Dear Dr. Dowless:

Please find enclosed for your reference a copy of my signed employment contract for the 2012-2013 school year; the original document has been submitted to the Provost’s office. As you can see, I have redacted Clause 10; I believe, for reasons that should be obvious, that the provisions therein constitute a grave violation of the principles of academic freedom and tenure, core values in academe that were formerly embraced by the University’s administration.

I am aware of your intent to dismiss anyone, regardless of tenure status, who may express any disagreement with these provisions. Nevertheless, I would like to appeal to you, as a fellow academic, to reverse this significant departure from academic norms by creating an atmosphere in which faculty can teach and students can learn, without these ideological restrictions.

Should you be unwilling to reconsider your stance, I ask that you extend to me the courtesy of informing me as promptly as you can that my services will no longer be required. It is my hope that I may at least work until my present contract expires on May 31, 2012; I genuinely care about the library, my students, and the well-being of the University, and I am concerned that my sudden departure would create hardship for all involved.

Sincerely,

 Michael Wilson

For 20 days Mr. Wilson waited. He had begun his career as a librarian with Shorter. It had been his intent to retire from Shorter.

 A letter from then-Provost Dr. Craig Shull appeared in Mr. Wilson’s mail box on May 23. The text of the letter:

 Dear Michael,

Shorter hereby accepts your resignation effective May 31, 2012.

We wish you the best of luck in the future.

Sincerely,

Dr. Craig Shull, Provost.

Two lines after 14 years of committed service. Two lines.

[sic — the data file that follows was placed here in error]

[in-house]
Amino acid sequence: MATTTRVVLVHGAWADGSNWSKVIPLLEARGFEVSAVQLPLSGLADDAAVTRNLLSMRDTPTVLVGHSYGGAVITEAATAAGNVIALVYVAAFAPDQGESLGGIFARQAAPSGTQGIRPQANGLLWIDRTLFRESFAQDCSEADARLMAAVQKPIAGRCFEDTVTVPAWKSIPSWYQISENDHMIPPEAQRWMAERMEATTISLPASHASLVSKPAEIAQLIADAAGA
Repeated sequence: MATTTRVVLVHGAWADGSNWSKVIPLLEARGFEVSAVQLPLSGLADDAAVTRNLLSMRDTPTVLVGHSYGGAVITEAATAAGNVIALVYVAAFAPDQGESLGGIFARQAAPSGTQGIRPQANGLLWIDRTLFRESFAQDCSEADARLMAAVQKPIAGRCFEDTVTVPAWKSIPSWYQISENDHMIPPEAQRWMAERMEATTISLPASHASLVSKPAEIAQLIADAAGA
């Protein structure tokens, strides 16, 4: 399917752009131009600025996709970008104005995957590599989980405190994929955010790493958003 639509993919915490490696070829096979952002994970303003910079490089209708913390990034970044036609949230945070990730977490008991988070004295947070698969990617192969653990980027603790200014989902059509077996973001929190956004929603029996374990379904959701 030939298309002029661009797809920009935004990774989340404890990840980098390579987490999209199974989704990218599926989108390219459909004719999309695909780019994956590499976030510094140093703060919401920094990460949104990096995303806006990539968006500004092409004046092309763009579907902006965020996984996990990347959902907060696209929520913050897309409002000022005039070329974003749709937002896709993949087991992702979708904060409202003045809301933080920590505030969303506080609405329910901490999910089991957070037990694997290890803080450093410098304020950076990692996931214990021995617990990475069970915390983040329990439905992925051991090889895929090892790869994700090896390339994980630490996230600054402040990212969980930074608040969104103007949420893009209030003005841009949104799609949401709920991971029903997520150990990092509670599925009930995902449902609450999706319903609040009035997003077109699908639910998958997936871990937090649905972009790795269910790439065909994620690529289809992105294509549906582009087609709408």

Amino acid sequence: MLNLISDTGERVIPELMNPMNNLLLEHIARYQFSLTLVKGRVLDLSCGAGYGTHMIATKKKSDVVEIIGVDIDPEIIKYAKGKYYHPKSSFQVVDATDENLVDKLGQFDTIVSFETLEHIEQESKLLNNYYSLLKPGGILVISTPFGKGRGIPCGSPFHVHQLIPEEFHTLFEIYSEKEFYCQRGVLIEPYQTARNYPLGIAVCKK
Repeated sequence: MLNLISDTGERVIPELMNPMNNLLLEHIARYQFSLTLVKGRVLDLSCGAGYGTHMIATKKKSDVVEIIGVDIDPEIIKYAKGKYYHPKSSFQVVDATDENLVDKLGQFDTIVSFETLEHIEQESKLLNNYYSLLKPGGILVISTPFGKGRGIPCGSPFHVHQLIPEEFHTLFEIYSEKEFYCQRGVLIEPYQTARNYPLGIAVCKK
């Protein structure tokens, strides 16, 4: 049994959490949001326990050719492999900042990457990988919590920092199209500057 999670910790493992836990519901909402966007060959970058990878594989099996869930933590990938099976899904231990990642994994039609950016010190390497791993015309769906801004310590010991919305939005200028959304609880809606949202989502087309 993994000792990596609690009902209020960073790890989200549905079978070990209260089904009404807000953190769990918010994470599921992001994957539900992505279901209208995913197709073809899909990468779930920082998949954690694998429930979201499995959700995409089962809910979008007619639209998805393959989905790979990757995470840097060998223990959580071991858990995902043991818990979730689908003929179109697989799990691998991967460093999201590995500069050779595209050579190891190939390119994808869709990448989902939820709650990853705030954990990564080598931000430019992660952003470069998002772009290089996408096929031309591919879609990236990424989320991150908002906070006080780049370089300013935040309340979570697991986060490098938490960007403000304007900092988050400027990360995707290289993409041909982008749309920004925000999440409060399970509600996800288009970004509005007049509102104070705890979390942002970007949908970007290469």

Mr. Wilson responded to Dr. Shull’s letter on May 24.

Dear Dr.Shull,

I have received your letter of May 22 in which you stated that Shorter had accepted my resignation. I am puzzled as I have not resigned from my position as Off-Campus Librarian and I have no intention of doing so. I am not aware that any of the documents that I have recently sent to your office would remotely suggest my intention to leave my job voluntarily. If I am to be dismissed for having spoken out in favor of academic freedom, please let me know as soon as possible. Otherwise please update your records to reflect my status as a continuing tenured faculty member.

Yours,

Michael Wilson

Later in the week, he received the following from Dr. Dowless.

Dear Michael,

Shorter has received your letter of May 3, 2012, wherein you requested to work through your contract date of May 31, 2012. Dr. Shull sent you a letter acknowledging your resignation, and you have now written an email stating that you had not resigned. Shorter had not received a valid, fully-executed contract for continued employment. Since you have not returned a valid contract, you do not have a contract for the upcoming academic year.

Shorter appreciates your services to the University and students and wishes you well in the future.

Sincerely,

Dr. Don Dowless